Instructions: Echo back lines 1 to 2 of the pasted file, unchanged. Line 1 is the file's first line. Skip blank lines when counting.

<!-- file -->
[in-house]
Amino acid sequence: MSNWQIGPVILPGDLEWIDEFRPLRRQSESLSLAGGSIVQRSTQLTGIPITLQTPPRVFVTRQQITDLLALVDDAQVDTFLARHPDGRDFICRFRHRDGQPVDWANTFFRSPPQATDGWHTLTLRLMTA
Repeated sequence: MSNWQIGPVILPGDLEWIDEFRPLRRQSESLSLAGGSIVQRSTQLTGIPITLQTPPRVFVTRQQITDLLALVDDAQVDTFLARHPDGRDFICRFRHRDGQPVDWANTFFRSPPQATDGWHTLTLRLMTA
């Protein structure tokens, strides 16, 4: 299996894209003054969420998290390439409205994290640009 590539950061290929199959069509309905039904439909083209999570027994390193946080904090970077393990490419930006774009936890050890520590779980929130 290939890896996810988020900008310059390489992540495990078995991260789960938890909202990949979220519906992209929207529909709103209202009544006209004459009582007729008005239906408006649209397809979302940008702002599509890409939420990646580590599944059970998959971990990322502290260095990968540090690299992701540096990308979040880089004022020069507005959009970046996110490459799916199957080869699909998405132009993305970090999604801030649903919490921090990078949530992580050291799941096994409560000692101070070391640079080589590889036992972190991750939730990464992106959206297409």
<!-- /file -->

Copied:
[in-house]
Amino acid sequence: MSNWQIGPVILPGDLEWIDEFRPLRRQSESLSLAGGSIVQRSTQLTGIPITLQTPPRVFVTRQQITDLLALVDDAQVDTFLARHPDGRDFICRFRHRDGQPVDWANTFFRSPPQATDGWHTLTLRLMTA